Liberia - EP 2

Duration: 07-Mar-2001 to 06-May-2003

The original (UNSCR 788) sanctions were lifted and immediately (in the same resolution, UNSCR 1343) replaced with the imposition of secondary sanctions on Liberia to reduce its support of the RUF forces in Sierra Leone. UNSCR 1343 re-authorized the arms embargo, added individual sanctions, a ban on diamond exports, and established a Panel of Experts to monitor implementation.

The war in Sierra Leone effectively came to an end in January 2002, less than a year after the secondary sanctions went into effect. The Taylor government mounted a campaign to give the appearance of compliance with the sanctions, but sanctions were held in place after the end of the war in Sierra Leone (to stabilize the peace process).


Coerce

Coerce Liberia to cease support of RUF forces in Sierra Leone.

Constrain

Constrain the government of Liberia from being able to support the RUF.

Signal

Signal (and stigmatize) the government of Liberia for its support of the RUF.


Mandatory

Ongoing arms imports embargo on all parties to the conflict was re-imposed.

Newly imposed ban on exports of rough diamonds, travel ban on anybody providing support to armed rebel groups in countries neighboring Liberia, and diplomatic travel ban on senior members of the Liberian government and the military (including their spouses).


Sanctions were imposed for a limited time period and periodically renewed. Imposition of rough diamond exports and travel ban (for 1 year) was deliberately delayed by 2 months, arms embargo was (re-)imposed for 14 months, effective immediately. Panel of Experts was created and Sanctions Committee dissolved and re-established under a new mandate. Designation criteria were specified and targets designated. Enforcement authorities specified.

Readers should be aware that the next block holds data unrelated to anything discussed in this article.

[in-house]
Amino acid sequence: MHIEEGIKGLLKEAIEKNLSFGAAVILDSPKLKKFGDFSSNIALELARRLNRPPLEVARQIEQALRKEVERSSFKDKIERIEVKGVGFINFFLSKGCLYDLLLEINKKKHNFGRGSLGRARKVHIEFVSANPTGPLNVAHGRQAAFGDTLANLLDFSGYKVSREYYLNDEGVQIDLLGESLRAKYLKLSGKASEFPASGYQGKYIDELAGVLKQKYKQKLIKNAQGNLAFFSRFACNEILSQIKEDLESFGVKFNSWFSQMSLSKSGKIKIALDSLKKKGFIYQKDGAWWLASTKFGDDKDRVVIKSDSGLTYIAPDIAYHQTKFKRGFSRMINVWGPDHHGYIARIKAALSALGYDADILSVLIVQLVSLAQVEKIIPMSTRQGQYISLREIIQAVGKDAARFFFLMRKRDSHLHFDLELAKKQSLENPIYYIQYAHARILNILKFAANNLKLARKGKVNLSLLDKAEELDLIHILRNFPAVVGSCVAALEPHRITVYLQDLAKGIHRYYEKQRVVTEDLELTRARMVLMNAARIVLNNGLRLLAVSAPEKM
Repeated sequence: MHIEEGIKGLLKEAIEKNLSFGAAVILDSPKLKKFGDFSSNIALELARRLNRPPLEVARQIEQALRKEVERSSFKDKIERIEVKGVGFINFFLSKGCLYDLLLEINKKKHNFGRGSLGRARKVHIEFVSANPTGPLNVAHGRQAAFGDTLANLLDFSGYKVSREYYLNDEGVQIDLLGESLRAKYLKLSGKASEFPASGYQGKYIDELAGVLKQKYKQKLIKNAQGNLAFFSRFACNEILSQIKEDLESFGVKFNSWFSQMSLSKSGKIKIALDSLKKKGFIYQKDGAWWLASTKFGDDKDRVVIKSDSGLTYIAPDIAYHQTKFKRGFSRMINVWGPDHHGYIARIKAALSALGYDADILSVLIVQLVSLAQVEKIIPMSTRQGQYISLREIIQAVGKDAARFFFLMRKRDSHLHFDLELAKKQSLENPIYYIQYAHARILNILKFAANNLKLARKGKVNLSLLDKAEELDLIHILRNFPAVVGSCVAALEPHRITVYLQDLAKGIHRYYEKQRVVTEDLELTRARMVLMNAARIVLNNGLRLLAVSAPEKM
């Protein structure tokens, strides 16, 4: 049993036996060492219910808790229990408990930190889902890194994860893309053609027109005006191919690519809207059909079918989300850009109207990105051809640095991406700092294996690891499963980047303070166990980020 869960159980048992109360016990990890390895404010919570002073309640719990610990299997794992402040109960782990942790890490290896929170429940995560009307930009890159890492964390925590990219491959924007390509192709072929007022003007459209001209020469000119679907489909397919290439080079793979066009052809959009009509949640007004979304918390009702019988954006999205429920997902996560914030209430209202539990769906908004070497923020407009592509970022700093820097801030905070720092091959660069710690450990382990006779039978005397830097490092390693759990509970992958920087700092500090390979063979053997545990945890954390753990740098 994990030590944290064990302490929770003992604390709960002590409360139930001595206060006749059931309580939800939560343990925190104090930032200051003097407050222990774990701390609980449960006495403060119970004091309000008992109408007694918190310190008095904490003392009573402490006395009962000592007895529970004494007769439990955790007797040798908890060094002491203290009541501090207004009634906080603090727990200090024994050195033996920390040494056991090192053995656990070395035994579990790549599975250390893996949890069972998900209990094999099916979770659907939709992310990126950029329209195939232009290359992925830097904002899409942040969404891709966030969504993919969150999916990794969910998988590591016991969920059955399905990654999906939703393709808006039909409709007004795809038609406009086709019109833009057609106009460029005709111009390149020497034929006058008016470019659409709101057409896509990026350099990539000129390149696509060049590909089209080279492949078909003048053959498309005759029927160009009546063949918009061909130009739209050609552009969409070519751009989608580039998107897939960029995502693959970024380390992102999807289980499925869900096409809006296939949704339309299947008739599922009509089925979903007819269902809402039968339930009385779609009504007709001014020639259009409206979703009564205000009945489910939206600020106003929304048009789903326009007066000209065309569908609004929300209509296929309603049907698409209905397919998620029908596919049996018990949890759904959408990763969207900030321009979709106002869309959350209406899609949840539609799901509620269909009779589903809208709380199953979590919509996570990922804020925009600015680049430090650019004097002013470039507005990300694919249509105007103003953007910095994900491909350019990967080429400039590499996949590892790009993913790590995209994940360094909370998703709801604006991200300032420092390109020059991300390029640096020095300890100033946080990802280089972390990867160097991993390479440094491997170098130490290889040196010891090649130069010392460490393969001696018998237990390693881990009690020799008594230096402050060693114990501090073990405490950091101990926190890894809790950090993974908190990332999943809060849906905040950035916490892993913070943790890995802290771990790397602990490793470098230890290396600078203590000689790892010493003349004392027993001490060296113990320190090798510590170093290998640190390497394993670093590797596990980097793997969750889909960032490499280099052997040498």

Coercion

Mixed

Policy outcome

Liberia began to distance itself from the RUF, but much of this was apparently window dressing; Monrovia's grip on the RUF was gradually loosened and sanctions on Liberia contributed to the RUF's decision to reaffirm its ceasefire agreement in May 2001 (British forces were also present in Sierra Leone from September 2000); the conflict in the Sierra Leone effectively came to an end in January 2002; however, Liberia intervened in the affairs of Côte d'Ivoire during this episode.

Sanctions contribution

Sanctions on their own did not achieve the RUF ceasefire; use of military force and diplomatic pressure were also significant.

Constraint

Effective

Policy outcome

UN sanctions stopped some deliveries of ammunition and heavy equipment, but significant amounts of arms and ammunition continued to be delivered to Liberia during the episode; there is insufficient information in panel of expert reports to indicate whether Liberia was constrained from supporting the RUF during this episode, though there is strong evidence of severe economic and budgetary crisis in Liberia (high levels of unemployment, increased taxes to pay for military operations).

Sanctions contribution